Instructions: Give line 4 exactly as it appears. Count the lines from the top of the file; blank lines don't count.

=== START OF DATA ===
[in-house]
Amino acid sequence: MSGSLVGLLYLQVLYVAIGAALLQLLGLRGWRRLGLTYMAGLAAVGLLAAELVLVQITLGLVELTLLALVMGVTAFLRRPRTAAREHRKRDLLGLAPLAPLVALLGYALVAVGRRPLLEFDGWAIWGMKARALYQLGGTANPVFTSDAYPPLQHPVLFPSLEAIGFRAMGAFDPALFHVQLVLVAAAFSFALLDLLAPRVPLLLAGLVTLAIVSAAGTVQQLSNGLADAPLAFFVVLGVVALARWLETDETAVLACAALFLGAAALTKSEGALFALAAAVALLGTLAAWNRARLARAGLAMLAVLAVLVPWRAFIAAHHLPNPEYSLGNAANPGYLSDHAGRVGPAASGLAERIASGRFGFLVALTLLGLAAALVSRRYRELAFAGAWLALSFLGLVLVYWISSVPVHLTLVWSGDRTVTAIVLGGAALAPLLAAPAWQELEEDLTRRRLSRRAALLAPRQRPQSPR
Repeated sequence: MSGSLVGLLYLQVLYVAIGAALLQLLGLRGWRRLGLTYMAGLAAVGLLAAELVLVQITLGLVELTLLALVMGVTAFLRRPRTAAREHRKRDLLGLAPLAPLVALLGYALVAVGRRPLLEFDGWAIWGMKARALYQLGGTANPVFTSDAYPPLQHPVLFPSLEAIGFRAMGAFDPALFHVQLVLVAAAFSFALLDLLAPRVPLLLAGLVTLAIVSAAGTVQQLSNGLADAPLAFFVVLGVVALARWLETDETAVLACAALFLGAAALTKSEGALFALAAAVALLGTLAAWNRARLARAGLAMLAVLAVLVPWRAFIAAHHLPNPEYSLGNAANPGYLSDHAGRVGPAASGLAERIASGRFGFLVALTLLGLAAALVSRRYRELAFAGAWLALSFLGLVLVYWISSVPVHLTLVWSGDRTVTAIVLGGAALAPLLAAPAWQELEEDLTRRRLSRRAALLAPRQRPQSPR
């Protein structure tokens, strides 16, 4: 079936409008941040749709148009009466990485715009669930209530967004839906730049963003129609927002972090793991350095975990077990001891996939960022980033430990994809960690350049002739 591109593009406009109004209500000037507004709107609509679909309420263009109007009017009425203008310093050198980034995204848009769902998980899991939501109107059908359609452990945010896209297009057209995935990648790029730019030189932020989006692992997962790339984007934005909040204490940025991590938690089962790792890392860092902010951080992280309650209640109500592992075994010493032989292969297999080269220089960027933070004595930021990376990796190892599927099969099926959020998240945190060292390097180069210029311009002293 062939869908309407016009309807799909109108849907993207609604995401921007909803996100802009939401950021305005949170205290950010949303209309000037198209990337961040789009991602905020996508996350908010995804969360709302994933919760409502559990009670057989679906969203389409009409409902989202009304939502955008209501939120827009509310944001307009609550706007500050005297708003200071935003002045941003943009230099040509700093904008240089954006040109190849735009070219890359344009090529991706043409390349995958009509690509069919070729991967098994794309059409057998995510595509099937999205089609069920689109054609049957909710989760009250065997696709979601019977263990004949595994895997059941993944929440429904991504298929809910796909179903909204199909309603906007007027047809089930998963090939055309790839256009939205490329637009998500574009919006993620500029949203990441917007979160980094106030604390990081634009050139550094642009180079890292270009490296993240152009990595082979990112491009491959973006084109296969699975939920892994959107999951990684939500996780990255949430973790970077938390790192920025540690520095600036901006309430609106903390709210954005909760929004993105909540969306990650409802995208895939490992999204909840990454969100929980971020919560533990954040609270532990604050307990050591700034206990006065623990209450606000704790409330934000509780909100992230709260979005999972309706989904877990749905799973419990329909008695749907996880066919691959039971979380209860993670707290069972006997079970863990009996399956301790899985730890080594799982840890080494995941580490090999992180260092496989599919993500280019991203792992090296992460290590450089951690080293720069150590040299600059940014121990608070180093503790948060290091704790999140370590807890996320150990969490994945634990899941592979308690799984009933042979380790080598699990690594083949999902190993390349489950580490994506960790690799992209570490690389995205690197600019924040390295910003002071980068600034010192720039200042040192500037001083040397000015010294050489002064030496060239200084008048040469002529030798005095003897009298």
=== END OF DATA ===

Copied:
């Protein structure tokens, strides 16, 4: 079936409008941040749709148009009466990485715009669930209530967004839906730049963003129609927002972090793991350095975990077990001891996939960022980033430990994809960690350049002739 591109593009406009109004209500000037507004709107609509679909309420263009109007009017009425203008310093050198980034995204848009769902998980899991939501109107059908359609452990945010896209297009057209995935990648790029730019030189932020989006692992997962790339984007934005909040204490940025991590938690089962790792890392860092902010951080992280309650209640109500592992075994010493032989292969297999080269220089960027933070004595930021990376990796190892599927099969099926959020998240945190060292390097180069210029311009002293 062939869908309407016009309807799909109108849907993207609604995401921007909803996100802009939401950021305005949170205290950010949303209309000037198209990337961040789009991602905020996508996350908010995804969360709302994933919760409502559990009670057989679906969203389409009409409902989202009304939502955008209501939120827009509310944001307009609550706007500050005297708003200071935003002045941003943009230099040509700093904008240089954006040109190849735009070219890359344009090529991706043409390349995958009509690509069919070729991967098994794309059409057998995510595509099937999205089609069920689109054609049957909710989760009250065997696709979601019977263990004949595994895997059941993944929440429904991504298929809910796909179903909204199909309603906007007027047809089930998963090939055309790839256009939205490329637009998500574009919006993620500029949203990441917007979160980094106030604390990081634009050139550094642009180079890292270009490296993240152009990595082979990112491009491959973006084109296969699975939920892994959107999951990684939500996780990255949430973790970077938390790192920025540690520095600036901006309430609106903390709210954005909760929004993105909540969306990650409802995208895939490992999204909840990454969100929980971020919560533990954040609270532990604050307990050591700034206990006065623990209450606000704790409330934000509780909100992230709260979005999972309706989904877990749905799973419990329909008695749907996880066919691959039971979380209860993670707290069972006997079970863990009996399956301790899985730890080594799982840890080494995941580490090999992180260092496989599919993500280019991203792992090296992460290590450089951690080293720069150590040299600059940014121990608070180093503790948060290091704790999140370590807890996320150990969490994945634990899941592979308690799984009933042979380790080598699990690594083949999902190993390349489950580490994506960790690799992209570490690389995205690197600019924040390295910003002071980068600034010192720039200042040192500037001083040397000015010294050489002064030496060239200084008048040469002529030798005095003897009298």